Topbeat is an open source shipper for per-process CPU, memory, and disk usage metrics
A lightweight way to gather CPU, memory, and other per-process and system wide data, then ship it to Elasticsearch to analyze the results.
Topbeat can be added to any principal charm thanks to the wonders of being a subordinate charm. The following usage example will deploy an ubuntu metric source along with the elk stack so we can visualize our data.
juju deploy ~containers/bundle/elk-stack juju deploy ~containers/topbeat juju deploy ubuntu juju add-relation topbeat:beats-host ubuntu juju add-relation topbeat logstash
Deploying the minimal Beats formation
If you do not need log buffering and alternate transforms on data that is being shipped to ElasticSearch, you can simply deploy the 'beats-core' bundle which stands up Elasticsearch, Kibana, and the known working Beats subordinate applications.
juju deploy ~containers/bundle/beats-core juju deploy ubuntu juju add-relation filebeat:beats-host ubuntu juju add-relation topbeat:beats-host ubuntu
Changing what is shipped
By default, the Topbeat charm is setup to ship everything:
This is a regular expression to match the processes that are monitored
juju config topbeat procs="^$"
would tell topbeat not to send any process data and only collect the machine statistics such as load, ram, and disk usage.
Testing the deployment
The applications provide extended status reporting to indicate when they are ready:
This is particularly useful when combined with watch to track the on-going progress of the deployment:
watch juju status
The message for each unit will provide information about that unit's state. Once they all indicate that they are ready, you can navigate to the kibana url and view the streamed data from the Ubuntu host.
juju status kibana --format=yaml | grep public-address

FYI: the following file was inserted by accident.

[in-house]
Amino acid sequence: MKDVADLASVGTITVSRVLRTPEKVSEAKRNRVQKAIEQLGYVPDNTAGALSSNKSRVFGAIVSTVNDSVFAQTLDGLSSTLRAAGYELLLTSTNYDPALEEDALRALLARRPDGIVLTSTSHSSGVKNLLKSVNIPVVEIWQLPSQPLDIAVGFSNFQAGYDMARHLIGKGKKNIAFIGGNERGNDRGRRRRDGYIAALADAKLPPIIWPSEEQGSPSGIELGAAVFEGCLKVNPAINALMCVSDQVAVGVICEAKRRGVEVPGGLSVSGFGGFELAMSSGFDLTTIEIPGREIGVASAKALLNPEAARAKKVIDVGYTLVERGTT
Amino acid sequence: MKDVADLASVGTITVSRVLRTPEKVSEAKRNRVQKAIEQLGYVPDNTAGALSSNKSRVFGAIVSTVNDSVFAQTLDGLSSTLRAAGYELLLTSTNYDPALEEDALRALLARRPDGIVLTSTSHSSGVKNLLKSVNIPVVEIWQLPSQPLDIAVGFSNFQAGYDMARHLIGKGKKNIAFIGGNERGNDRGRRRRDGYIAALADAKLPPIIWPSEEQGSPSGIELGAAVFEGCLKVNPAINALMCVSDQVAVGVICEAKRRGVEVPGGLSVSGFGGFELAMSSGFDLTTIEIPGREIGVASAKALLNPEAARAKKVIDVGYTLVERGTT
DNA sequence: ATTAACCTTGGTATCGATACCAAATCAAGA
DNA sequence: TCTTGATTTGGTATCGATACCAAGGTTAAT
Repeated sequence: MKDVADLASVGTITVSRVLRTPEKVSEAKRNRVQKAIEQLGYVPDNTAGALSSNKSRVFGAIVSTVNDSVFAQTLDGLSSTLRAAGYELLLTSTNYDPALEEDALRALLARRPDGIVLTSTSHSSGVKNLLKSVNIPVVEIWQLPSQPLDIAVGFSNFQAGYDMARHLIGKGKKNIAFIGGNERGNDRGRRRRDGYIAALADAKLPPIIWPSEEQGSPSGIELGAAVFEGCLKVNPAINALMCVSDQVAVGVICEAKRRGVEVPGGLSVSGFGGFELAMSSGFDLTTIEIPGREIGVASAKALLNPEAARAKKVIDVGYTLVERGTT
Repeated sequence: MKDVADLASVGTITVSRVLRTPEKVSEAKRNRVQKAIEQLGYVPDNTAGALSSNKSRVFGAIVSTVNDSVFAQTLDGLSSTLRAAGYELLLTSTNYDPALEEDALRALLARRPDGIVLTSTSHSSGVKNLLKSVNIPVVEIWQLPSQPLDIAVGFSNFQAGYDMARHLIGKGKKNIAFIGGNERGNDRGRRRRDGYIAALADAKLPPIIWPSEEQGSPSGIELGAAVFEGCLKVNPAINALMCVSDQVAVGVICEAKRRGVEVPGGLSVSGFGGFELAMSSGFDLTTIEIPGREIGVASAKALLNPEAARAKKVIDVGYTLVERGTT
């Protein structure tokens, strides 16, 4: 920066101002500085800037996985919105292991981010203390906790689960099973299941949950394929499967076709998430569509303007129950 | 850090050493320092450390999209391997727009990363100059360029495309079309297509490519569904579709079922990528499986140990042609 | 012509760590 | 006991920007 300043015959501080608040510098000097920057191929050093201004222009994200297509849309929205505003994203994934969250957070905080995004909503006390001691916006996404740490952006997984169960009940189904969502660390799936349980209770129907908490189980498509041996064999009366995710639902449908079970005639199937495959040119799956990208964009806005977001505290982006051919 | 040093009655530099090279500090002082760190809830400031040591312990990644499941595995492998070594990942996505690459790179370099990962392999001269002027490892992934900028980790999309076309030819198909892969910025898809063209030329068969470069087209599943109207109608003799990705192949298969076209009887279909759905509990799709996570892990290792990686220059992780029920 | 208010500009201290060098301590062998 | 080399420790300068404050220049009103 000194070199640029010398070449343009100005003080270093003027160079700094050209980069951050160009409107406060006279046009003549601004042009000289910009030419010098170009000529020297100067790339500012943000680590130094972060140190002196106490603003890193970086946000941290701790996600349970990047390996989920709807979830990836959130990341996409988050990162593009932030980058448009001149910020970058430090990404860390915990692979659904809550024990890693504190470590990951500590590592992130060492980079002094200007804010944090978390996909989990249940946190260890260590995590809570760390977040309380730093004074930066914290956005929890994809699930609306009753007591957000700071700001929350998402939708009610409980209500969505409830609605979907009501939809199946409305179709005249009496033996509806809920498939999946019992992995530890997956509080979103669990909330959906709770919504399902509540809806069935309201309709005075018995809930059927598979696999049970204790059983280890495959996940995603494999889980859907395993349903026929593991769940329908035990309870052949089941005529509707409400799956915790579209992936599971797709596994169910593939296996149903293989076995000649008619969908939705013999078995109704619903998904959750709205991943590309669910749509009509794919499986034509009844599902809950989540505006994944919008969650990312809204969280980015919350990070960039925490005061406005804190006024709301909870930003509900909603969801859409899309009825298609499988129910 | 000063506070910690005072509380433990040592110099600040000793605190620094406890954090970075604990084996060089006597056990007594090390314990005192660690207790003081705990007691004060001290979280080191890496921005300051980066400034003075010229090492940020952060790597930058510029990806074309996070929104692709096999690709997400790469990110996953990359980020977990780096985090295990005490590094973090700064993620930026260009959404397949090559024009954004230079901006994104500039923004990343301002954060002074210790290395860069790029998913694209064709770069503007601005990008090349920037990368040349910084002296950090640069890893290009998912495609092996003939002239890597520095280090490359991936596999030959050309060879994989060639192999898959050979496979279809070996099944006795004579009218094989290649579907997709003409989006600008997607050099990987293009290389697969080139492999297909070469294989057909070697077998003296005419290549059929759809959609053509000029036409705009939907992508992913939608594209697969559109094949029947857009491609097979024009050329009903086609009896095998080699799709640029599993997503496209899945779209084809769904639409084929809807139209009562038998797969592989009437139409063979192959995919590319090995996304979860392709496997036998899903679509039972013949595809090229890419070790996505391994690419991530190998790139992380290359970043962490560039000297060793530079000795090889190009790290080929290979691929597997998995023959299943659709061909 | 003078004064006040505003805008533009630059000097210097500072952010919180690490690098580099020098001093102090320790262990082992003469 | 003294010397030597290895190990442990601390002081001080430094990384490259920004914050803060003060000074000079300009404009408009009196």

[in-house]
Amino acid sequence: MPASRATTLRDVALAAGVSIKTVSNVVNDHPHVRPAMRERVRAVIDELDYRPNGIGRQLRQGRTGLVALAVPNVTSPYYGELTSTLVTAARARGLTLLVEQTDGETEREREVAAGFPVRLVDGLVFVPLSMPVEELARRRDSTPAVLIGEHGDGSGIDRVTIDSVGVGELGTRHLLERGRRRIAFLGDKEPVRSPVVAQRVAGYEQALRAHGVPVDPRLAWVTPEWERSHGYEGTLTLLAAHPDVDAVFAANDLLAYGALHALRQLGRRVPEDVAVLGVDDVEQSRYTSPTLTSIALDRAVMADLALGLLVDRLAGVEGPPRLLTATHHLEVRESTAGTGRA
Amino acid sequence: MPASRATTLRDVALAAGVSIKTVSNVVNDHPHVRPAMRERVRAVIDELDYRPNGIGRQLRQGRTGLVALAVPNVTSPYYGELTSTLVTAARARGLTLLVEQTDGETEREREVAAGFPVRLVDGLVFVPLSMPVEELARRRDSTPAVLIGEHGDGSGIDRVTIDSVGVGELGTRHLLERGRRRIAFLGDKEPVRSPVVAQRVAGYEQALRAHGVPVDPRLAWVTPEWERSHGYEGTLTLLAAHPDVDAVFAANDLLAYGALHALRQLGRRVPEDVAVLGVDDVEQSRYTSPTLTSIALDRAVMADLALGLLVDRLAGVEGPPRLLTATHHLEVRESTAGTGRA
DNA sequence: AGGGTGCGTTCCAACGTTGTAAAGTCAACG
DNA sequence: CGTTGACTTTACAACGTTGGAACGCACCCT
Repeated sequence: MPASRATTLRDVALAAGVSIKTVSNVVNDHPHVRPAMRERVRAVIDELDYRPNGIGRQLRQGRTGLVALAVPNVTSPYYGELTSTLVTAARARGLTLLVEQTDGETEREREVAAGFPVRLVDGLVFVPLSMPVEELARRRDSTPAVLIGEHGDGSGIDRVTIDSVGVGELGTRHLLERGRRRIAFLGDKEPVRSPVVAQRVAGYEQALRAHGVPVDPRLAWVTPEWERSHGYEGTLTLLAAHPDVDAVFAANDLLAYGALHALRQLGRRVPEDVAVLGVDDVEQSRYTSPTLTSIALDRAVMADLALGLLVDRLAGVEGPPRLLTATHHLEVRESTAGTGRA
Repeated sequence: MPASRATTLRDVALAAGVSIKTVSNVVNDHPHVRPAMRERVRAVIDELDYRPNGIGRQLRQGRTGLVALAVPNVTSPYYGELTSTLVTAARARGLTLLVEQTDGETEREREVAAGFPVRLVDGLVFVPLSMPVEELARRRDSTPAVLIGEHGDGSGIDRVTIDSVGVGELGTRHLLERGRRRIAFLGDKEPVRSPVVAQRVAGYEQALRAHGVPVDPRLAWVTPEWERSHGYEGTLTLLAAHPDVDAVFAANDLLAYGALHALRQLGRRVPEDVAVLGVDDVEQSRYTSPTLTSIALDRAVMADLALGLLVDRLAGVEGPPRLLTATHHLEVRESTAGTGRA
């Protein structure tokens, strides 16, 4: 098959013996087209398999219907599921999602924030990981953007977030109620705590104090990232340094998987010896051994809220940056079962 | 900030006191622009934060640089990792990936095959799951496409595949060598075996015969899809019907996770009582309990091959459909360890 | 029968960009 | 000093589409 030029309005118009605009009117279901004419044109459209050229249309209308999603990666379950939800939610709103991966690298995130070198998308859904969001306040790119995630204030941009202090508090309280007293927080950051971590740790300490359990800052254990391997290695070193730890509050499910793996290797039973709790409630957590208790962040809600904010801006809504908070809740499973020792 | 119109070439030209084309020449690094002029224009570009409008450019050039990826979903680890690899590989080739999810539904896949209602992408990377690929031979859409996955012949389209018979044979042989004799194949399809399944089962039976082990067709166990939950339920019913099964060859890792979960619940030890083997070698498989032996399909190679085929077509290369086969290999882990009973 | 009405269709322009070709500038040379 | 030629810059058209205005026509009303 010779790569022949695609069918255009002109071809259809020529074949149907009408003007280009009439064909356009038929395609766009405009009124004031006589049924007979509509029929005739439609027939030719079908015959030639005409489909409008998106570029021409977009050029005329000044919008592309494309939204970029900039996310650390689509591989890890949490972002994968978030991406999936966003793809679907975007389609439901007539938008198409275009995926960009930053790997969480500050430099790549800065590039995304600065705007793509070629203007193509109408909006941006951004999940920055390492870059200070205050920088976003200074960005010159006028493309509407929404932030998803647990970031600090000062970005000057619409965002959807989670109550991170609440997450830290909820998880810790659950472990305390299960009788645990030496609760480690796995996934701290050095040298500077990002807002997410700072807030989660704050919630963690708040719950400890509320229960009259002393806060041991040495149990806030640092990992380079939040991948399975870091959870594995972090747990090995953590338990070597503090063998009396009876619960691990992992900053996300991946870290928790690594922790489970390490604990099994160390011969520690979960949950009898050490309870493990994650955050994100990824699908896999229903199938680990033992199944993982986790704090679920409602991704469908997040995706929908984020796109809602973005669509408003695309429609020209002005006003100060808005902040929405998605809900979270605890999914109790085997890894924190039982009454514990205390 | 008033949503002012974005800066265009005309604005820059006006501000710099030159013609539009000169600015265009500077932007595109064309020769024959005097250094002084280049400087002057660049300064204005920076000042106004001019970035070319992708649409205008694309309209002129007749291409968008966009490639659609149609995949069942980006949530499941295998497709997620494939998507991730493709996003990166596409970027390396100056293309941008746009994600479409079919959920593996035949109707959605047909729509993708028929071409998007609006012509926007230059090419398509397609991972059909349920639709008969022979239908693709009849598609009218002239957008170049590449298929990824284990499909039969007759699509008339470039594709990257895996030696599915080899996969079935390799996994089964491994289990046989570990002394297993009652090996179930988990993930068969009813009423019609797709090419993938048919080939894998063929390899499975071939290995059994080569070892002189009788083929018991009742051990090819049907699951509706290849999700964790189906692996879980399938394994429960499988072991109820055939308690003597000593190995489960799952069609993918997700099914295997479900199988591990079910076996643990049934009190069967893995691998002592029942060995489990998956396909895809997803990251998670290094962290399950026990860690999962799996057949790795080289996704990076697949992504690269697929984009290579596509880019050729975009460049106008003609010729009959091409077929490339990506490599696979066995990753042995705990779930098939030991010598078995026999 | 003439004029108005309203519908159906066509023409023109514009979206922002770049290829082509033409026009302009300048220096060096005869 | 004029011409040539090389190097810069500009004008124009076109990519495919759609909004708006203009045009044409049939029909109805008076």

Navigate to http://<kibana-ip>/ in a browser and begin creating your dashboard visualizations.
Scale Out Usage with different configuration
Perhaps you want to monitor things slightly differently on only a few charms in your model:
juju deploy ~containers/topbeat custom-topbeat juju add-relation custom-topbeat:elasticsearch elasticsearch
You are then free to configure and relate custom-topbeat to your host(s) to be monitored using the existing beats-core infrastructure you stood up in the earlier example.
- Charles Butler Chuck@dasroot.net
- Matthew Bruzek email@example.com
- Tim Van Steenburgh firstname.lastname@example.org
- George Kraft email@example.com
- Rye Terrell firstname.lastname@example.org
- Konstantinos Tsakalozos email@example.com
- (string) Space separated list of extra deb packages to install.
- (string) repository key
- (string) apt repository to fetch beats from
- deb http://packages.elastic.co/beats/apt stable main
- (string) A comma separated list of kafka output hosts in addition to those from relations.
- (string) Topic name. Format strings are allowed.
- (boolean) Send topbeat logs to syslog (https://www.elastic.co/guide/en/beats/topbeat/current/configuration-logging.html)
- (string) A comma separated list of logstash output hosts in addition to those from relations.
- (string) Public SSL certificate data (base64 encoded) for connecting securely to logstash.
- (string) Private SSL key data (base64 encoded) for connecting security to logstash.
- (string) The status of service-affecting packages will be set to this value in the dpkg database. Valid values are "install" and "hold".
- (int) how often in seconds to read system-wide and per-process statistics
- (string) Process regex to pass to the monitor. To disable process filtering, set ^$